Because my kids are not exactly brimming over with intellectual curiosity every day, it can take a bit of effort on my part to get them to enjoy a cultural excursion. So when they agreed to my suggestion that we visit the Salem Witch Museum on a rainy day earlier this week, I made sure that a hearty meal at a local luncheonette was part of the deal. We were sitting at a booth when Tim, after watching a table of construction workers all pull out their iPhones simultaneously and start scrolling through their screens, suddenly said, “Mom, you should really have a smartphone.”
“Why?” I asked.
“Because everyone else does,” he responded. I suppressed a smile. Isn’t that normally the reason kids his age – twelve – want things for themselves: because everyone else has it? Was I discovering a new phase of child development: peer pressure by transference? Bad enough for a pre-teen not to have what everyone else does: is it even more embarrassing when your mom doesn’t hold the latest purse-sized technology?
“I don’t want a smartphone,” I told him. “I like to be able to walk away from my email. If I had a smartphone right now, I’d be checking my email and writing back to people. I like having to just leave it all behind when we go somewhere together.”
So it was fitting that less than 24 hours after this conversation, I was reading an article about MIT internet expert Sherry Turkle, who in her newest book, Alone Together: Why We Expect More From Technology and Less From Each Other, describes her experience conducting interviews with hundreds of teen subjects who complained about their parents’ overuse of mobile technology when they should be paying attention to their kids.
Turkle said that most people who heard that had the same reaction: they expected to hear that parents were complaining about their kids’ reliance on constant access to mobile communication, but what she instead found was the opposite. No matter whether they are toddlers or teens: kids want their parents’ undivided attention. My kids complain when we do errands or go to community events and I spend time chatting with other adults I know. “No chatting, Mom!” they insist time and again.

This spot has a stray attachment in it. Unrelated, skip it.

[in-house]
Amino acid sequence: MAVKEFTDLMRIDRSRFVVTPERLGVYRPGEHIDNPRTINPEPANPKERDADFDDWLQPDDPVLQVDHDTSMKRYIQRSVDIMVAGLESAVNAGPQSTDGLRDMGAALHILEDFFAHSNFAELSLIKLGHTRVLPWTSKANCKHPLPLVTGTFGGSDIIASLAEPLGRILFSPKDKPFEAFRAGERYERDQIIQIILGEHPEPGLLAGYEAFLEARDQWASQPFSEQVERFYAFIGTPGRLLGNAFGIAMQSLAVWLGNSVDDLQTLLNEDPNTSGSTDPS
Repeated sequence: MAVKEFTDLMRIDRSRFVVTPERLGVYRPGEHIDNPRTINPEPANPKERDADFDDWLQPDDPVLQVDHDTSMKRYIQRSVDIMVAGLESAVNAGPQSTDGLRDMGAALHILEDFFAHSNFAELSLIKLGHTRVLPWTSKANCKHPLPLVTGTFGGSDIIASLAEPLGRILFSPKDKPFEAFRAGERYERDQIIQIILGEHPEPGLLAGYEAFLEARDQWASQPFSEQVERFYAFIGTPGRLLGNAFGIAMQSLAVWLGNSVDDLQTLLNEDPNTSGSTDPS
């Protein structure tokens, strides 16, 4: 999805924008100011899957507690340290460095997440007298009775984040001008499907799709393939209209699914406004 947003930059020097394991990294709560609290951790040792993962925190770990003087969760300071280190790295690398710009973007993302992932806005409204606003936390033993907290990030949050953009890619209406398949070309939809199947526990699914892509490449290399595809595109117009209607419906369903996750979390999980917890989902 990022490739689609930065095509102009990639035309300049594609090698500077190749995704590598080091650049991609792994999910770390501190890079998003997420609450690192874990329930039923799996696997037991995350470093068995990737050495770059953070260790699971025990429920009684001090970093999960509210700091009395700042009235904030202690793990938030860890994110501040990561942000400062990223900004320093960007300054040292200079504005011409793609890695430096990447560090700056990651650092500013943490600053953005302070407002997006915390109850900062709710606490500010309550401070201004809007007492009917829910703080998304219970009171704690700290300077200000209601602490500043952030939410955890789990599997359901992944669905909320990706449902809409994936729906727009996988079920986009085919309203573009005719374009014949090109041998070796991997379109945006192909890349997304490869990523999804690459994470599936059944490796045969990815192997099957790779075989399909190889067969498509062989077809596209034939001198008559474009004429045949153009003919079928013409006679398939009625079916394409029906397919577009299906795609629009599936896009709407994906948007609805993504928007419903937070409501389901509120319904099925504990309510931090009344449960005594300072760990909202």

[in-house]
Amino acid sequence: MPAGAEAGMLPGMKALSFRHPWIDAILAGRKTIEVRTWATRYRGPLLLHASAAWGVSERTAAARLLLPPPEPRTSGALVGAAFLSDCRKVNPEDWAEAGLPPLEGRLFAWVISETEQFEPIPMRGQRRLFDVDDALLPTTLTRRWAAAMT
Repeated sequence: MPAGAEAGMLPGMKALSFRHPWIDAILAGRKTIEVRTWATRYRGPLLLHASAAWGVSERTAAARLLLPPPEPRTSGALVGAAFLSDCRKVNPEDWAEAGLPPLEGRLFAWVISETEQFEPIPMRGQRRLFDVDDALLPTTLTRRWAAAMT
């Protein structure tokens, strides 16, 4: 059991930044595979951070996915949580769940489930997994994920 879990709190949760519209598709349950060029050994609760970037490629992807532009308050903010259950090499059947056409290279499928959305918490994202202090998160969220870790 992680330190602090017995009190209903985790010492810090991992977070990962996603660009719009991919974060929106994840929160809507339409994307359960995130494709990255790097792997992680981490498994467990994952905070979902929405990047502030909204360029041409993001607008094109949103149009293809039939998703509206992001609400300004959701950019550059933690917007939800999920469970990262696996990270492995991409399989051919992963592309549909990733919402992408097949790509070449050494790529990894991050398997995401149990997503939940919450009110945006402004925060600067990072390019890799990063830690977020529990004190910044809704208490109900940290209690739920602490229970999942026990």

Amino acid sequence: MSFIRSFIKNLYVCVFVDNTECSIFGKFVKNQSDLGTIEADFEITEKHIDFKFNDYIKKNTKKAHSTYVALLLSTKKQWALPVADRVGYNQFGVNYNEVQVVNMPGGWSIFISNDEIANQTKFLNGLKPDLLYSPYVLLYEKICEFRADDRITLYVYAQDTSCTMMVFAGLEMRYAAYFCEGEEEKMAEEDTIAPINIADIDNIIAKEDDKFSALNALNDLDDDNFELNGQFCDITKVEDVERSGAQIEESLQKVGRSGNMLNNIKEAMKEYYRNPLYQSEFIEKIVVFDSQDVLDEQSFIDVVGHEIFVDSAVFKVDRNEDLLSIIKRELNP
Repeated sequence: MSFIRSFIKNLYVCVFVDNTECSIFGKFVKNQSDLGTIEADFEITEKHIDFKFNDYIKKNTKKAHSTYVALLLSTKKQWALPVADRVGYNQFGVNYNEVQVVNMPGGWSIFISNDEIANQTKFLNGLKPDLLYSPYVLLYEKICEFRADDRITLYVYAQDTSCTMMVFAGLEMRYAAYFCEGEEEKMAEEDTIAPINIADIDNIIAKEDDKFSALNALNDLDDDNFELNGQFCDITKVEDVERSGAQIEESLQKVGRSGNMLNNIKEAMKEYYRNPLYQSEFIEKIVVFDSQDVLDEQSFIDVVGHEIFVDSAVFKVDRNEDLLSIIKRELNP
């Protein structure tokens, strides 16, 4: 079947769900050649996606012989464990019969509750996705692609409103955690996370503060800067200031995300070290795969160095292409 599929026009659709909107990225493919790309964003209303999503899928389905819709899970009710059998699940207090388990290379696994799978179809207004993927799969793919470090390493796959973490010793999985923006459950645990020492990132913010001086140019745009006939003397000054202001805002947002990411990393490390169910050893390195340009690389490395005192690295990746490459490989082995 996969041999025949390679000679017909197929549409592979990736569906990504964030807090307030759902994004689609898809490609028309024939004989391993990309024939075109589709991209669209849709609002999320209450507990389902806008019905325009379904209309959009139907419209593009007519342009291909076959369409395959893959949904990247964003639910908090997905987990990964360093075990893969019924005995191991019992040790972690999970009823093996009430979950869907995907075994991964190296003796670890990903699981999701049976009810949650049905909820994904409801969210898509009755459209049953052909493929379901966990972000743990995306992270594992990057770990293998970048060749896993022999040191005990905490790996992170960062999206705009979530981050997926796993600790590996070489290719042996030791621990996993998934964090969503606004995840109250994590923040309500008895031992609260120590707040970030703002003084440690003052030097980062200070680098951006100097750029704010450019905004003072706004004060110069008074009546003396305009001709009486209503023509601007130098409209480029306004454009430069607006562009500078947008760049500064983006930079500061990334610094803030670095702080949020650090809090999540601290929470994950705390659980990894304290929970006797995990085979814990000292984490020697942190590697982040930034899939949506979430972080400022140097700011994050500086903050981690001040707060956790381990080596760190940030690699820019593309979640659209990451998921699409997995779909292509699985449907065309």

If I had a smartphone, it would be like chatting, only silently, I fear. My attention would be directed away from them even when we were deliberately choosing to spend time together. Turkle describes the scenarios she sees in which parents’ attention gets divided: a mother pushing a child on the swing with one hand and texting with the other; a father who sends emails during his son’s baseball game. As Turkle points out, it’s a mistake on many levels, and not only because it detracts from one-on-one time between parent and child. It’s also dangerous to let yourself get so distracted, and multitasking tends to lead to a decrease in the quality of whatever it is you are trying to accomplish as you multi-task.
So despite Tim’s comment, I’m glad not to carry my email around with me. I know I’d succumb to the temptation to use it when I shouldn’t, so why put myself in that position? As we ate our sandwiches, I listened to the kids talk about the witch museum, and then we all laughed quietly about a conversation going on at the booth behind us, which reminded us of a similar situation last month in which we heard a funny conversation at the booth behind us while we ate breakfast at a local diner. Tim asked me what kind of job I thought the construction workers who were avidly punching away at their phones as they waited for their lunches were doing on this rainy day, and Holly drew a picture on her paper placemat.
In short, we paid attention: to each other, to our surroundings. I was glad not to have any distractions; when my phone rang I silenced the ringer. My guess is that I won’t hold out forever. Everyone else walks around with their email at their fingertips, and eventually I will too. I just hope I remember that undivided attention should always be a priority: whether it’s on the kids, the driving, or just the sound of the rain against the restaurant’s windows.